Halloween is a fun holiday for kids- with the fun decorations, costumes, and of course, the treats. Kids who suffer from food allergies or have special dietary restrictions such as diabetes, are somewhat limited with trick or treating. Enter, the Teal Pumpkin Project.
As a mother of two young boys that have separate, but severe, food allergies, trick-or-treating can be challenging. I have to be diligent with their Halloween candy to make sure none of it is eaten before I can dig through it all.
FARE, or Food Allergy Research & Education is encouraging food allergy families and those who are wishing to accommodate food allergies for trick or treating to participate in the Teal Pumpkin Project.
The Teal Pumpkin Project is simple: if you are offering non-food items to trick-or-treaters, paint a pumpkin (real or plastic) the color teal and place it on your porch to signal to families managing food allergies that you have non-food treats available at your home. You can even buy teal plastic pumpkins in select stores.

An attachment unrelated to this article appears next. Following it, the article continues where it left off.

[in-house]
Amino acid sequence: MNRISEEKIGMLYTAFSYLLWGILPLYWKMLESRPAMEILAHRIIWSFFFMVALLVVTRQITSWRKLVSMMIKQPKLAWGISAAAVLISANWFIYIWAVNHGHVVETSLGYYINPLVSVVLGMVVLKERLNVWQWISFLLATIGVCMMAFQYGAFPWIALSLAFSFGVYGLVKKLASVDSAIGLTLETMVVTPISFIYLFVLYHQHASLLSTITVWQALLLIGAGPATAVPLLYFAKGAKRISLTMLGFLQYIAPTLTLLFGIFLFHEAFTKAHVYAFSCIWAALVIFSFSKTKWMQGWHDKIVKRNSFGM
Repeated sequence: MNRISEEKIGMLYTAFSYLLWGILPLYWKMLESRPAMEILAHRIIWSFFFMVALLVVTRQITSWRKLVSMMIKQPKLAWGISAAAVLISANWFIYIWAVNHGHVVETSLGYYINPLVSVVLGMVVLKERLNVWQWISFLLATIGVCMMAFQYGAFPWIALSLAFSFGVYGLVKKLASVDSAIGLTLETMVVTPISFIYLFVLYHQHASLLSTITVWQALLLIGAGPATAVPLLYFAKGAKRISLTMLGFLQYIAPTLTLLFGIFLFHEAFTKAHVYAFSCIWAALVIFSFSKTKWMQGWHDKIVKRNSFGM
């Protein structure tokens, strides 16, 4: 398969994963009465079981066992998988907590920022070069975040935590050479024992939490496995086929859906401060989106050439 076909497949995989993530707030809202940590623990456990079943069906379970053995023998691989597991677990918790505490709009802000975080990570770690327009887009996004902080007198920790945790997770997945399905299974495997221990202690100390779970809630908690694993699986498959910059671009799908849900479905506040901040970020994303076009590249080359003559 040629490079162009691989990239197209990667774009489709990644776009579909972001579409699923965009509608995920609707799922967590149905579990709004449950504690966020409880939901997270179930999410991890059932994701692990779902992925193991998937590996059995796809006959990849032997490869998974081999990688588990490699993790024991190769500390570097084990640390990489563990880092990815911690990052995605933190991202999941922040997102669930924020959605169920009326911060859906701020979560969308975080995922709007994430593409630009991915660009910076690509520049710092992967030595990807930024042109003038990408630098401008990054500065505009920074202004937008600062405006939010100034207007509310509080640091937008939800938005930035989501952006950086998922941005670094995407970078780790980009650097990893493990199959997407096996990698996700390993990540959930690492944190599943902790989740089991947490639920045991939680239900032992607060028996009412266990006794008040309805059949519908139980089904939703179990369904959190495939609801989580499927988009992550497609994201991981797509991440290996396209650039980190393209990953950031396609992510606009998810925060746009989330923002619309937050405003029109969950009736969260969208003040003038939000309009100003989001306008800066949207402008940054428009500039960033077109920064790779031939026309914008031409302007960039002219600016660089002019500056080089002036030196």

Buying party favors (Halloween-themed or otherwise) is a good way to get a larger amount of small trinkets inexpensively, such as glow bracelets, pencils, notebooks, crayons, erasers, bouncy balls, bookmarks, stickers, and bubbles.
Amazon, Oriental Trading, Target Dollar Spot, party stores, or dollar stores are good places to find inexpensive non-food items. (NOTE: Play-doh is not gluten-free, so it is not considered food allergy friendly due to the skin contact/possible absorption). This year, I found a small treat bag at Target, that is teal and says- I have food allergies. Perfect size for my three year old.
Print out on of the FARE’s teal pumpkin project posters to post next to your door to notify visitors that you are handing out non-food items in support of all children with food allergies, and to raise awareness within your neighborhood.